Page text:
Postwar in Iraq: True to the mission ...
A new chapter opened for Iraq Monday with the arrival of its postwar administrator. Among priorities facing retired U.S. Lt. Gen. Jay Garner will be to restore vital basic services, such as electricity, and, over time, to achieve that which has not previously existed in this culture of confinement: basic human rights.
"We will help you, but it is going to take time," Garner told doctors at Baghdad's Yarmuk hospital.
The optimistic outlook is that it will take years to achieve Iraq's self-governance. For good reason, the transition from so many decades of darkness into light must be carefully orchestrated.
Indeed, a long, difficult journey awaits. But as with any journey, it begins with that all-important first step.
Meanwhile, the sophists of foreign policy -- the same folks who insisted that Saddam Hussein should be coddled, not confronted -- are yammering that there has been no recovery of weapons of mass destruction -- in effect, no smoking gun for war.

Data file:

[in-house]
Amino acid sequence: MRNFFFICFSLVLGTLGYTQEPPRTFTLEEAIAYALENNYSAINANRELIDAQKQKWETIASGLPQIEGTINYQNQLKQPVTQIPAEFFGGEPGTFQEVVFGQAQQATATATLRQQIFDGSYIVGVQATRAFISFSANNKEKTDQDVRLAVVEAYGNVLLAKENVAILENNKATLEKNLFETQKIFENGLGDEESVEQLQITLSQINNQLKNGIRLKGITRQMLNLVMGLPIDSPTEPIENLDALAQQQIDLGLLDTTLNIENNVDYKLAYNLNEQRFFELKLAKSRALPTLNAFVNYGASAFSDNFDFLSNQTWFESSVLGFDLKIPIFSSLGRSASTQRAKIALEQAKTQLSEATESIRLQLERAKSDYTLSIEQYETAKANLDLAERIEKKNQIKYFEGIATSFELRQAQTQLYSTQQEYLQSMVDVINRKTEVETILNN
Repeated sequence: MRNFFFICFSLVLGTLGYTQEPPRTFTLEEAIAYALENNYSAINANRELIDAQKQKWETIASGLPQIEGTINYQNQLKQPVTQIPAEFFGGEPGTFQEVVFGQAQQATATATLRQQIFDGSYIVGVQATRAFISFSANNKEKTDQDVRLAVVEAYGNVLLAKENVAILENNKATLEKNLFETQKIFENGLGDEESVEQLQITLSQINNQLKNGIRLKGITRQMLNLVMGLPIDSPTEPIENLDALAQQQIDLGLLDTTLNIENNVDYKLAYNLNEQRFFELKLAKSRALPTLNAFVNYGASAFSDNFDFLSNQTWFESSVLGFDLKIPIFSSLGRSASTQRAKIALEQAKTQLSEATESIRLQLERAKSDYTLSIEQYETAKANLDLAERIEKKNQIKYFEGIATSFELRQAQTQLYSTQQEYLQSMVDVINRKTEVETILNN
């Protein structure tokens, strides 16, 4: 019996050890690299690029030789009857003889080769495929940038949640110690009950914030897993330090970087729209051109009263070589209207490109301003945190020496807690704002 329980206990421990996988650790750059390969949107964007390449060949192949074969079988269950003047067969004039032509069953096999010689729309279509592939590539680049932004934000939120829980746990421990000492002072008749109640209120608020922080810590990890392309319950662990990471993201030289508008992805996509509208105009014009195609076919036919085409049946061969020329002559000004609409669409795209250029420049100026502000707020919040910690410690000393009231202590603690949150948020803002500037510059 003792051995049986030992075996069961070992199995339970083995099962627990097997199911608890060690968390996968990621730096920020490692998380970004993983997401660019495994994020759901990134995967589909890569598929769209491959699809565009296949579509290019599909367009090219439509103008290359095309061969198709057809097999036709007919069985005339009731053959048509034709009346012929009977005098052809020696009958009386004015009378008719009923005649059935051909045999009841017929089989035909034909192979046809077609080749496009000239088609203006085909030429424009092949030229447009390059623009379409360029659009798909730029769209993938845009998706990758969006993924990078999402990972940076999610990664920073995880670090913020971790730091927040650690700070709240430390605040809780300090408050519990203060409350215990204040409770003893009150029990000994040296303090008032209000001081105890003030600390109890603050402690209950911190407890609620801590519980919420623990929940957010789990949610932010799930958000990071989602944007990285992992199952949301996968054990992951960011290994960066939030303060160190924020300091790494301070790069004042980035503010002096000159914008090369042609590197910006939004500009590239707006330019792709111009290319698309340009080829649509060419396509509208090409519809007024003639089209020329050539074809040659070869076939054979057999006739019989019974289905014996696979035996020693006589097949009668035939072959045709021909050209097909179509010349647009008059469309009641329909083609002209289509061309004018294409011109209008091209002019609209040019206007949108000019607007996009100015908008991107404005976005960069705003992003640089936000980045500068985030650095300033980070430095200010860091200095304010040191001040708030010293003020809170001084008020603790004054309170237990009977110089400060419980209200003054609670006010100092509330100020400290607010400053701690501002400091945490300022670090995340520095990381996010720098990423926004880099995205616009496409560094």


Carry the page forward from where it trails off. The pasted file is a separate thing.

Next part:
What's absent is their credibility. In a nation the size of California, it may take a year or longer to locate and fully assess Saddam's arsenal of death, experts say.
Oh, and there's this dispatch yesterday from none other than the anti-war New York Times: An Iraqi scientist who said he worked on Saddam's chemical weapons told investigators that Iraq buried and destroyed chemical weapons and biological warfare equipment in the days prior to war. He also reportedly led Americans to some of the suspect material.
Moreover, the scientist said Iraq was indeed cooperating with Osama bin Laden's al-Qaida terror network, and that Saddam stockpiled deadly chemicals in Syria in the mid-1990s.
It will take time, but eventually all of Saddam's evil pursuits will be uncovered -- just as Iraq's self-government will emerge from the wreckage of his regime.